Russia remains rigid

Eston Kohver

PHOTO: Internet

Thus far, activities by lawyer Yevgeni Aksyonov have not been in the interests of Eston Kohver, says Estonian consul in Moscow Signe Matteus – the only one from Estonia to meet Mr Kohver over these past three months.

Within days, Eston Kohver will have sat three months at Lefortovo prison, and the lawyer says during the time he has never been essentially interrogated. Neither has FSB presented them any evidence regarding the alleged espionage. What do you think the slow tempo points to?

With the entire incident, starting with Mr Kohver kidnapped from Estonian territory, norms of international law have grossly been violated. During the arrest of Mr Kohver, Russia’s own law has not been honoured, wherefore in no aspect may we speak about legitimate arrest or investigation.

Which Russian laws have been violated?

We think all dealings by Russian authorities are illegal, beginning with the unlawful apprehension.  

What to think of the fact that up to now the prison managers have refused to let an Estonian physician inspect Mr Kohver?

Neither Russian foreign ministry nor the prison management have responded to repeated requests by the embassy to ally an Estonian doctor meet with Mr Kohver. By now, it is two months since we filed our initial application for that. This serves to show that the Russian side has no desire essentially to meet half way. We will keep raising the issue in our communications with the Russian side, until the meeting finally takes place.

What’s your assessment to cooperation with lawyer Yevgeni Aksyonov?

Regrettably, numerous claims by Mr Aksyonov have not proved truthful, the information forwarded by him has been contradictory, and he is rather acting from the position of the accusation. Therefore, cooperation with him is complicated.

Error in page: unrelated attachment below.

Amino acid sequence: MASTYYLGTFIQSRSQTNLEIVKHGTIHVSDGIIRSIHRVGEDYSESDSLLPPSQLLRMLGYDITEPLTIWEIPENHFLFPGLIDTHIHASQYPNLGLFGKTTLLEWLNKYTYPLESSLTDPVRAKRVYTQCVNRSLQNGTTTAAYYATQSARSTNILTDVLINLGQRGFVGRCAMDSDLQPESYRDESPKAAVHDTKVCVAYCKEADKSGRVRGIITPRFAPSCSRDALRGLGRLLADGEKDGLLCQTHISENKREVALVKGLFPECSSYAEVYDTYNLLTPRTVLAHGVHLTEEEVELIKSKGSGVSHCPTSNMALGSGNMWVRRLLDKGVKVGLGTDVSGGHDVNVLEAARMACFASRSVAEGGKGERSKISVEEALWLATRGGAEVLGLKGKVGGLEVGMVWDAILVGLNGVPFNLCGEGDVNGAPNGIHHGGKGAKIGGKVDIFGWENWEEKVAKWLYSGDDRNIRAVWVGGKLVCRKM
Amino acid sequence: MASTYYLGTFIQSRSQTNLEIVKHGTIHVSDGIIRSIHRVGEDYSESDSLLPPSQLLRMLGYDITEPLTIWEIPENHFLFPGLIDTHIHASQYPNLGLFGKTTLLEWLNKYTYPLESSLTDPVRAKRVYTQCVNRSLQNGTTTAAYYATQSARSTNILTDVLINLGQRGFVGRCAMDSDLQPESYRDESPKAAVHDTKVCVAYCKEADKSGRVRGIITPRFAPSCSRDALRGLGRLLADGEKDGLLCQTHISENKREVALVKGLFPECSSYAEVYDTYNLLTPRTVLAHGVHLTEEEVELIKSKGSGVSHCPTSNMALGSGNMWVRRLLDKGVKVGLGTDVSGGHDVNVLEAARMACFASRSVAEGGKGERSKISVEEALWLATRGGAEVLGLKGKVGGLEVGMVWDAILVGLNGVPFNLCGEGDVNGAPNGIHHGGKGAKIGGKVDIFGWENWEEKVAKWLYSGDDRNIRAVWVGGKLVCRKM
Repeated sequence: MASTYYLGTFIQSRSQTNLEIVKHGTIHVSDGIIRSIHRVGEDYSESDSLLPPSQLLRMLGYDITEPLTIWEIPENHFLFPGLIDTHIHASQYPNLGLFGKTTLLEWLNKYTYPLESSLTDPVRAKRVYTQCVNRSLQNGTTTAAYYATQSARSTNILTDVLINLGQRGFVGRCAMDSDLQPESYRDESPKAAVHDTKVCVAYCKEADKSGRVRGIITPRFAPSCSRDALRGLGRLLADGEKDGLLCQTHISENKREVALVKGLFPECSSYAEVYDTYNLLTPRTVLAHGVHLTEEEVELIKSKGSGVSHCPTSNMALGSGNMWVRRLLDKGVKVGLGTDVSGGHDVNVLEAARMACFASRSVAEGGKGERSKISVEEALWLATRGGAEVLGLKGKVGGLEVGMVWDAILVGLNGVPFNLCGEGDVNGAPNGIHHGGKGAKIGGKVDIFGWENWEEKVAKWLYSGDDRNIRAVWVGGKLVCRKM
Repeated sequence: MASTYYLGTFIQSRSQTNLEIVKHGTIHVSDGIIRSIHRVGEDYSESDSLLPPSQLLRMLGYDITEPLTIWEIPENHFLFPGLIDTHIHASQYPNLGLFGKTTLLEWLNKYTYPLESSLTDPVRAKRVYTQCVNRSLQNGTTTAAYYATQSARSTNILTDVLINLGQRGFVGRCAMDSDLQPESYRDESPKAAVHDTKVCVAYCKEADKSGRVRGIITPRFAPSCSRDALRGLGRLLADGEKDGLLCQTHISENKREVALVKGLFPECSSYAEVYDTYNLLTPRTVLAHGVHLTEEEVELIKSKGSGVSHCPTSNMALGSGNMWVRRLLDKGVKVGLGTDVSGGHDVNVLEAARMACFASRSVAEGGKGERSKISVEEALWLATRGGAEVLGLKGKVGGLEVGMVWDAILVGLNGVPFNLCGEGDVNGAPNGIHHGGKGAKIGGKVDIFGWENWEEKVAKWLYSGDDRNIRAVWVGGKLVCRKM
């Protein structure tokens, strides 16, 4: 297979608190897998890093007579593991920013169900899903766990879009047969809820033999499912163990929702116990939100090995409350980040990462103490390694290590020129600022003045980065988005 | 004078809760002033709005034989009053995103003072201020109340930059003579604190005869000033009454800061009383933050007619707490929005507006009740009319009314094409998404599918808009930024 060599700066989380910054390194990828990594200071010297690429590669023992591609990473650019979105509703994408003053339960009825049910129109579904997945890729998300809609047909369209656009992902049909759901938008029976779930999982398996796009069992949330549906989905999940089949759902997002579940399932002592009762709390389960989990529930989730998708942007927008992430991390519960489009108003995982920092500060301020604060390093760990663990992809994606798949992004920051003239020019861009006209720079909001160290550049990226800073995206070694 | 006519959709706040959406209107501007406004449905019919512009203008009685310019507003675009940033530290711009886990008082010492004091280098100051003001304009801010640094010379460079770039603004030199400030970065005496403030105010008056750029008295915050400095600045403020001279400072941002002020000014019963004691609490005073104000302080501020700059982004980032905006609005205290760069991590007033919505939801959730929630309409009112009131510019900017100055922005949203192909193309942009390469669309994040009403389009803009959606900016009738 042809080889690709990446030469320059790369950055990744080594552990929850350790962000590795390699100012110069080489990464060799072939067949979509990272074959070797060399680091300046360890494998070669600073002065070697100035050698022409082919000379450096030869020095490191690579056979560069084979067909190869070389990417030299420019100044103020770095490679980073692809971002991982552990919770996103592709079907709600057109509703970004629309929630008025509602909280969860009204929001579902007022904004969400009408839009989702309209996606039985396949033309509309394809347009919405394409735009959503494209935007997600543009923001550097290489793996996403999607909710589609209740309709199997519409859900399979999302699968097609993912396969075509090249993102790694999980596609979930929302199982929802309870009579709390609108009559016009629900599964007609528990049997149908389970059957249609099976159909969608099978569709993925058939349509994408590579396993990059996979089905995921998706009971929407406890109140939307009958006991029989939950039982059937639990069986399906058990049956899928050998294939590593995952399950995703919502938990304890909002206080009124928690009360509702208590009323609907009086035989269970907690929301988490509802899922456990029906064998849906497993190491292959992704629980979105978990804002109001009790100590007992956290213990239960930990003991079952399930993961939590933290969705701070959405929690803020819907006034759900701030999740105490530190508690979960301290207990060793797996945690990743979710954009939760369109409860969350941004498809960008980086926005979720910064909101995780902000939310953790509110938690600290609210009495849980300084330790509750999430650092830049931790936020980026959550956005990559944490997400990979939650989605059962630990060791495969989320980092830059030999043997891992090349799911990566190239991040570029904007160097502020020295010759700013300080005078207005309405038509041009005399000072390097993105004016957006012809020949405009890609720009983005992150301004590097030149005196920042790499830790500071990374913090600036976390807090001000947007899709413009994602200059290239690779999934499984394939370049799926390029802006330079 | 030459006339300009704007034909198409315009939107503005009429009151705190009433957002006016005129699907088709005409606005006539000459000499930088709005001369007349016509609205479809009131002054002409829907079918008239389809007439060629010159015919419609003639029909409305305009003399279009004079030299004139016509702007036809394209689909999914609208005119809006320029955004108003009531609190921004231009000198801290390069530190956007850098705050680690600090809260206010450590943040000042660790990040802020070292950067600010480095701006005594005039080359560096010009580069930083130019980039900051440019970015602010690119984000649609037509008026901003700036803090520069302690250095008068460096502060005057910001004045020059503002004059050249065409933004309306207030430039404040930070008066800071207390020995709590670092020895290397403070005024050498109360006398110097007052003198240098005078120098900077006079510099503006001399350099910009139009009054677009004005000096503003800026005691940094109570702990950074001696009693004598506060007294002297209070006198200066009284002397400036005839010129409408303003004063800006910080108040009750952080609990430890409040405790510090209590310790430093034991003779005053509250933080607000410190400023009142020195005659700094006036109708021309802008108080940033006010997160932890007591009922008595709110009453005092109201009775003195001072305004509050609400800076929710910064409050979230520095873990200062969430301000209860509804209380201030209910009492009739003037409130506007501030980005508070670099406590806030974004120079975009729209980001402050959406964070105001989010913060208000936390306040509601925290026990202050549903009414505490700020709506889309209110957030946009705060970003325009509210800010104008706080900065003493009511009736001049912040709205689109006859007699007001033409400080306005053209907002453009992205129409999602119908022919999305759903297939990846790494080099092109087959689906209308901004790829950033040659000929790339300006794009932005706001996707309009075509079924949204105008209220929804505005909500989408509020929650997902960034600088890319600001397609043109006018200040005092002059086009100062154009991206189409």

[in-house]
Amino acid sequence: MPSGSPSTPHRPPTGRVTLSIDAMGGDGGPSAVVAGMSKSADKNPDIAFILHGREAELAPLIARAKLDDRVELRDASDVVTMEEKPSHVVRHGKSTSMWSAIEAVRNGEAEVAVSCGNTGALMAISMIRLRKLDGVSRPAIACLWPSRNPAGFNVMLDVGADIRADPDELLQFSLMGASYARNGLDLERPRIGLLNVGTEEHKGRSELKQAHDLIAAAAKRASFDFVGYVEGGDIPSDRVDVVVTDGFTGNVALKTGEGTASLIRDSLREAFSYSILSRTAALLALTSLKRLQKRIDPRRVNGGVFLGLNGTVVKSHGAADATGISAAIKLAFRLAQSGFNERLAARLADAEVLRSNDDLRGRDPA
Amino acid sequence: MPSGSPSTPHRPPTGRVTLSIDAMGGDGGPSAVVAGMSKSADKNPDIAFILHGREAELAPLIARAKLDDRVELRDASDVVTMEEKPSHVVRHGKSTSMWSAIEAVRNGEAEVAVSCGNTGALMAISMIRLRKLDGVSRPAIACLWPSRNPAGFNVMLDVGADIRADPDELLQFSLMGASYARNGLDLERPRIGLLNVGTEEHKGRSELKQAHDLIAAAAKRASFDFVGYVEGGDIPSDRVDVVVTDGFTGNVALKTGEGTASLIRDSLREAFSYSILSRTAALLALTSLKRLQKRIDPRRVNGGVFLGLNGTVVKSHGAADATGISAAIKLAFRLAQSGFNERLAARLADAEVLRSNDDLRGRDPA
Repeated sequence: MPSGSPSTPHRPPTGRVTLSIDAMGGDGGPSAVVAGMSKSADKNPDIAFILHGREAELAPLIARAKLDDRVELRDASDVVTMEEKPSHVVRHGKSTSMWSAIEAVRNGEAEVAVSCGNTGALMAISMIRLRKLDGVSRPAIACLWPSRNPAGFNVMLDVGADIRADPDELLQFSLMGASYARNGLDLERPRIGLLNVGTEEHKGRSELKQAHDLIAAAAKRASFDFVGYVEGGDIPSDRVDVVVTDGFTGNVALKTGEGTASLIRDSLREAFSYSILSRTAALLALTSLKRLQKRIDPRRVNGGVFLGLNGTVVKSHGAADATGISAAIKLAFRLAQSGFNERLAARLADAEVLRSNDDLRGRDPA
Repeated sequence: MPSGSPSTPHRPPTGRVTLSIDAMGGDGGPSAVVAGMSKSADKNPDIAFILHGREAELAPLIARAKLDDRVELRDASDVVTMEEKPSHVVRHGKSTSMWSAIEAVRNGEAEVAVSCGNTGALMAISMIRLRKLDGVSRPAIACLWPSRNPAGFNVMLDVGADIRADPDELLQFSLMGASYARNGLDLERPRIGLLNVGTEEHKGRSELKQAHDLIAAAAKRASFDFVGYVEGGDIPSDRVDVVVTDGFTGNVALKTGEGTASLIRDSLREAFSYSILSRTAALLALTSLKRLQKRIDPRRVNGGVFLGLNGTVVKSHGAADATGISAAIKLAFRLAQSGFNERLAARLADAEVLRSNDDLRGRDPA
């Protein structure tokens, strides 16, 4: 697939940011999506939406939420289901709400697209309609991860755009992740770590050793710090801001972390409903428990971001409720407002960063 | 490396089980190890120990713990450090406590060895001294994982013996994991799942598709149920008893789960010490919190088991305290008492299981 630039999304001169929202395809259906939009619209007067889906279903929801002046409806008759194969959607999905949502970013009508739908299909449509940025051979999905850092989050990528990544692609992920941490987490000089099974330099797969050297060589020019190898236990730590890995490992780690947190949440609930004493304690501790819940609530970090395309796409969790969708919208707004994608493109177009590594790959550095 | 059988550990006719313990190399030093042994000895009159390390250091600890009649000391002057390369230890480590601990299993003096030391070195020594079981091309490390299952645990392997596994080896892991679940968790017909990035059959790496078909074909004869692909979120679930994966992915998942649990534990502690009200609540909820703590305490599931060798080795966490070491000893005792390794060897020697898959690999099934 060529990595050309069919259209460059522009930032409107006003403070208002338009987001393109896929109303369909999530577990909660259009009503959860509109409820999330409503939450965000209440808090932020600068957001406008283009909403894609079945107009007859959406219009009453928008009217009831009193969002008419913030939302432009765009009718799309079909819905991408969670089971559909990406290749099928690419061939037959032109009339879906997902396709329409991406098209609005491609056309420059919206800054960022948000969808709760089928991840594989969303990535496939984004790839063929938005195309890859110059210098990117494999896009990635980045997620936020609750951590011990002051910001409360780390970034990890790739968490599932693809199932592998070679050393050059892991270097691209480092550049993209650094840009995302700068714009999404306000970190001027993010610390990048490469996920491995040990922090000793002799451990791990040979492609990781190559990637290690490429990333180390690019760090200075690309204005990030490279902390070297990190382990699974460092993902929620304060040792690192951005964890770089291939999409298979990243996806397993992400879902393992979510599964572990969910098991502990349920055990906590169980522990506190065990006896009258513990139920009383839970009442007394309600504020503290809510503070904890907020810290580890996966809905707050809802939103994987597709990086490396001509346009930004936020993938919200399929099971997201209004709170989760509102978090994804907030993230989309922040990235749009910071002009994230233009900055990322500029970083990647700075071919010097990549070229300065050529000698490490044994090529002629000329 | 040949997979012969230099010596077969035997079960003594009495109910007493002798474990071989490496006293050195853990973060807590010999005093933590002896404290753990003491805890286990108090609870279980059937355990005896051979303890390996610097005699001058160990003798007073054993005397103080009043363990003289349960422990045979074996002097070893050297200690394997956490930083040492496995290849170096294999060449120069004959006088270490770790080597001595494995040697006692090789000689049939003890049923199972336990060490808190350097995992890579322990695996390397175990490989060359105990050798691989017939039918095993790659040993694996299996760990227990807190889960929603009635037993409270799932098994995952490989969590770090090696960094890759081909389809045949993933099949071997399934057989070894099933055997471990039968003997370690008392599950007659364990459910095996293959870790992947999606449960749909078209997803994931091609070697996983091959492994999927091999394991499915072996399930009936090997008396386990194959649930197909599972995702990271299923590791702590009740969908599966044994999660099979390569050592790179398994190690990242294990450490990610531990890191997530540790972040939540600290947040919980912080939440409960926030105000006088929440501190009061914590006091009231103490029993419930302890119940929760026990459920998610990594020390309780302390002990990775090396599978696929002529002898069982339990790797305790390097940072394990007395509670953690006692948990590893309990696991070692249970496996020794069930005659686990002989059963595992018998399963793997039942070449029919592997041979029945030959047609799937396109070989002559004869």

Do you think the embassy and relevant Estonian agencies have helped and equipped Mr Aksyonov with all he needs for successful defence?

As the activities thus far by Mr Aksyonov have not proven to be in the interests of the one he is supposed to defend, his defence is for us incomprehensible. Estonian agencies, including the embassy, are doing everything that’s needed and possible to alleviate Mr Kohver’s situation, to improve his conditions, and to defend his rights.

How do you read Mr Aksyonov’s defence tactics, what do you think they are about? Do you think this is right?

A lawyer should regularly meet with the person he defends, explaining to him the process underway and stand for his rights and wellbeing. Regrettably, activities by Mr Aksyonov have not been this way.

You’re the only Estonian who, over these three months, has seen and communicated with Mr Kohver. (Consul Matteus has met Mr Kohver six times in Lefortovo prison – J. P.) How has he changed over that time? How is he making it, mentally and physically?

The unnatural environment where Mr Kohver is at may surely affect his mood. At my meetings with Mr Kohver, the human aspect has been very important. For him, tidings from loved ones are definitely of utmost importance, as well as the knowing that Estonian state and our international allies are for him and are actively working towards his return to Estonia.

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